Amino Acid Metabolism

 

Digestion of Dietary Protein:

 

Stomach: HCl (denature) and Pepsin

Pancreas: Trypsin (carbonyl of arg and lys); Chymotrypsin (carbonyl of Trp, Tyr, Phe, Met, Leu); Elastase (carbonyl of Ala, Gly Ser); Carboxypeptidase A (amine side of Ala, Ile, Leu, Val); Carboxypeptidase B (amine side of Arg, lys)

Small Intestine: aminopeptidase (cleaves N-terminal residue of oligopeptides)

 

Nitrogen Removal from Amino Acids: make ammonia or aspartate to feed urea cycle.

 

Aminotransferase: a-amino acid + a-ketoglutarate a-keto acid + glutamate

Glutamate + Oxaloacetate Aspartate + a-ketoglutarate

Cofactor: pyridoxal phosphate/pyridoxamine phosphate

High serum AST and ALT indicate liver damage.

 

Oxidative Deamination: Glutamate dehydrogenase (mitochondria)

Glutamate + NAD+ (NADP+) a-ketoglutarate +NADH (NADPH) + NH3

Allosteric Regulators: ATP/GTP inhibit; ADP/GDP activate

 

Urea Cycle (liver):

 

Mitochondrial reactions:

Carbamoyl phosphate synthetase I:

CO2 + NH4 + 2 ATP carbamoyl phosphate (rate limiting)

Ornithine transcarbamoylase:

L-ornithine + carbamoyl phosphate L-citrulline + Pi

 

Cytosol reactions:

L-citrulline + L-Aspartate + ATP Argininosuccinate + AMP + PPi (argininosuccinate synthase)

Argininosuccinate Fumarate + L-Arginine (argininosuccinate lyase)

L-Arginine Urea + L-ornithine (arginase)

 

Overall:

Aspartate + NH3 + CO2 + 3 ATP Urea + fumarate + 2 ADP + AMP + 2 Pi + PPi + 3 H2O

 

Urea is transported to kidneys for excretion

 

Metabolism of ammonia:

 

Sources: amino acids, glutamine (glutaminase), bacteria in intestine, from amines (catecholamine degradation), purine and pyrimidine catabolism

 

Transport of ammonia: urea and glutamine

 

Hyperammononemia: ammonia intoxication - tremors, slurring of speech, and blurring of vision, coma/death. Cause by cirrhosis of the liver or genetic deficiencies

 

Catabolism of Amino Acids

 

Ketogenic: formation of ketone bodies (leucine and lysine, exclusively)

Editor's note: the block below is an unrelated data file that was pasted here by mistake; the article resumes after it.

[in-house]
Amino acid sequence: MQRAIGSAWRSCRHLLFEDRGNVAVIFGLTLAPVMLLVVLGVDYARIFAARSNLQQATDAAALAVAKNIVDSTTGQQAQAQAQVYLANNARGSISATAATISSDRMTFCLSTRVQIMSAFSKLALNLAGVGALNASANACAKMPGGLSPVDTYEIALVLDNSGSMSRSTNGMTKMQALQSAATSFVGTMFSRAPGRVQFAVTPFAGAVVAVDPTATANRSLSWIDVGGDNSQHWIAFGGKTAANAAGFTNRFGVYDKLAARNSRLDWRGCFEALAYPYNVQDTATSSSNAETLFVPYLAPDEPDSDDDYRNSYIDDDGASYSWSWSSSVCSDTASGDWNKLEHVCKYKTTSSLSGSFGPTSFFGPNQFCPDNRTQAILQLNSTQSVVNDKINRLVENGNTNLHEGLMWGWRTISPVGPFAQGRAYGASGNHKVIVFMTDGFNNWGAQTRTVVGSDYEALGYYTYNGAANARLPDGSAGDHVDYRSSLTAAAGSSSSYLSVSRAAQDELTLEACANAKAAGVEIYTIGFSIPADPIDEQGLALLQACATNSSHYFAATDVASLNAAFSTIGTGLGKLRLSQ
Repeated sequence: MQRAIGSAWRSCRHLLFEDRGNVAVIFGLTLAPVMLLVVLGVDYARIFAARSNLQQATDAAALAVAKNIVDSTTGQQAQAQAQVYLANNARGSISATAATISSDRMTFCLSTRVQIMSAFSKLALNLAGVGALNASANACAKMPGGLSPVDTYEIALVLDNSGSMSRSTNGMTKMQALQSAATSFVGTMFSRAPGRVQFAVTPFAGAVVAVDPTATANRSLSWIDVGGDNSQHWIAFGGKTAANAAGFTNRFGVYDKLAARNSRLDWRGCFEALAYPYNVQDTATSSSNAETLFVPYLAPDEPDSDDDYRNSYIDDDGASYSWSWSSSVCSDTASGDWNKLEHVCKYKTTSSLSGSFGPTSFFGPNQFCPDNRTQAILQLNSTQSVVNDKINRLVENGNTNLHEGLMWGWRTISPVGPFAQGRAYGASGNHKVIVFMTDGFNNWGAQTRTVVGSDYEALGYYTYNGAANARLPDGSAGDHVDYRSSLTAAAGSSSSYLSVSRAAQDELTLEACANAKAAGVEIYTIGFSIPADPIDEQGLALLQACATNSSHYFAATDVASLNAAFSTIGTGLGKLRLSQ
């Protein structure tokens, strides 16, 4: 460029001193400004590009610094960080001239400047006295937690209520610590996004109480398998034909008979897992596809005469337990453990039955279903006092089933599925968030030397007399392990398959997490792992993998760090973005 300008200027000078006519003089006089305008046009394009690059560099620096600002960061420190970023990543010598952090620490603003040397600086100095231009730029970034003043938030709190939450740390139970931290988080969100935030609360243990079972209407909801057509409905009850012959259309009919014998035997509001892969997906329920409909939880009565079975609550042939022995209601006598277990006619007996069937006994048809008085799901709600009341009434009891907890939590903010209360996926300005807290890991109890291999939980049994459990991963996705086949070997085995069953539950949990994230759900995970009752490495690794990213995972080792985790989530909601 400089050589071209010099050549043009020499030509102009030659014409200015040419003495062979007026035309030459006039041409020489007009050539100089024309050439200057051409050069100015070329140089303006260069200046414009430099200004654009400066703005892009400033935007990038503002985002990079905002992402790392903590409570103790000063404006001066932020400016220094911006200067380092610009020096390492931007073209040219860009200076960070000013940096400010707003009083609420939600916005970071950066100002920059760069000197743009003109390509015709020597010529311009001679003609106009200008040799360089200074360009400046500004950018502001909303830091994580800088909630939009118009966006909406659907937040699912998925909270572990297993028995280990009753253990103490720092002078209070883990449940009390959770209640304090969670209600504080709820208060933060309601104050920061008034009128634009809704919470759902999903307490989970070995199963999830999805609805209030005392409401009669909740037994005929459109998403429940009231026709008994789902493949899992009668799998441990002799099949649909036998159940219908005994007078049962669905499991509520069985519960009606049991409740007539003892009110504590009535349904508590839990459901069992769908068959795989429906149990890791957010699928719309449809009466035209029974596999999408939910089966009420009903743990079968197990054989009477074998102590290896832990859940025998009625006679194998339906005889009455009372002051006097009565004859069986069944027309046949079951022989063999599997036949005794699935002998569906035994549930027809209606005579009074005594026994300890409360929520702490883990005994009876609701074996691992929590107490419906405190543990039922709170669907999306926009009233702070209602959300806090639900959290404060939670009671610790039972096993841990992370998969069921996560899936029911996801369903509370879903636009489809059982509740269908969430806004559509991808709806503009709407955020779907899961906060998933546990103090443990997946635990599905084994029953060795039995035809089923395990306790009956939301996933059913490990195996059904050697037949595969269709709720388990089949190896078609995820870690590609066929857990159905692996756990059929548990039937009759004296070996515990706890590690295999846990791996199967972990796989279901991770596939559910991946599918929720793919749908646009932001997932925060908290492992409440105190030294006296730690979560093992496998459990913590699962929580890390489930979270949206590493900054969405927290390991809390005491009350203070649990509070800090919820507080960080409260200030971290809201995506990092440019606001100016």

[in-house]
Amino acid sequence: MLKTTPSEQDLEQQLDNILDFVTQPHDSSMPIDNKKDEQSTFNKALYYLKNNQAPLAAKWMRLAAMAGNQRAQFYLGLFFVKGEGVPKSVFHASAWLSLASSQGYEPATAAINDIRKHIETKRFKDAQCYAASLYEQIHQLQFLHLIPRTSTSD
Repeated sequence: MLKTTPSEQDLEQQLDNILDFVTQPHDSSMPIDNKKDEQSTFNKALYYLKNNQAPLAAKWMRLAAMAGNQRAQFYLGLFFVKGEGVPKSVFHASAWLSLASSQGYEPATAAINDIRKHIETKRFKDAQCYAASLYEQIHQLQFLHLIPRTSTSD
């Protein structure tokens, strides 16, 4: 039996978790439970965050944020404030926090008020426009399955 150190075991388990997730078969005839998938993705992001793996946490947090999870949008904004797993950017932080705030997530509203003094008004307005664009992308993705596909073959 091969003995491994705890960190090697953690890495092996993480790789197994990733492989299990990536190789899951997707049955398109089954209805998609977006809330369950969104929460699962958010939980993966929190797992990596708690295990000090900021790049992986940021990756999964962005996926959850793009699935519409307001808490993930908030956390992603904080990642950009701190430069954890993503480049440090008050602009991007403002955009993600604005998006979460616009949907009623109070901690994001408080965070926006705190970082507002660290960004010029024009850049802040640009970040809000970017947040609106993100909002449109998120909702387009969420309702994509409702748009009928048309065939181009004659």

Glucogenic: intermediates of citric acid cycle (see figure 22.3)

Essential vs. non-essential: PVT TIM HALL

 

Cofactors to remember: SAM, Biotin, Folic Acid (carriers of one-carbon units)

 

Biosynthesis of nonessential amino acids:

 

TCA cycle member + amino acid a-keto acid + nonessential amino acid

 

Phenylalanine hydroxylase:

Phenylalanine + O2 + coenzyme tetrahydrobiopterin tyrosine + H2O + dihydrobiopterin

Metabolic defects in amino acid metabolism:

 

PKU = hyperphenylalaninemia caused by deficiency in phenylalanine hydroxylase or deficiency in coenzyme tetrahydrobiopterin. No tyrosine, no catecholamines

 

Conversion of Amino Acids to Specialized Products

 

Amino acids are precursors for porphyrins, neurotransmitters, hormones, purines, and pyrimidines

 

Porphyrins: biosynthesis of heme, important in coordinating iron.

 

Glycine + succinyl CoA d-aminolevulinic acid (ALA) [d-aminolevulinic synthase]

Regulation by negative feedback (hemin)

Increased ALA synthase production via activation of P450s

 

d-aminolevulinic porphobilinogen (d-aminolevulinic acid dehydrase, inhibited by lead)

 

Porphyrias: defects in heme synthesis. Erythropoietic or hepatic.

 

Degradation of Heme: Occurs in liver and spleen. Heme is converted to biliruben (requires NADPH). Transported in blood via bilirubin albumin complex to liver where it is conjugated and then excreted with bile.

 

Jaundice: yellow skin and sclerae cause by deposition of bilirubin. Hemolytic, obstructive, or hepatocellular jaundice.

 

Creatine: derivative Creatine phosphophate can donate phosphate group to ADP to form ATP in muscles. Synthesized from arginine and glycine precursors. Used as indicator of Kidney function.

 

Histamine: Synthesized from Histadine, used as neurotransmitter. Powerful vasodilator.

 

Serotonin: Neurotransmitter synthesized from tryptophan.

 

Catecholamines: Synthesized from tyrosine.

 

Melanin: Also synthesized from tyrosine.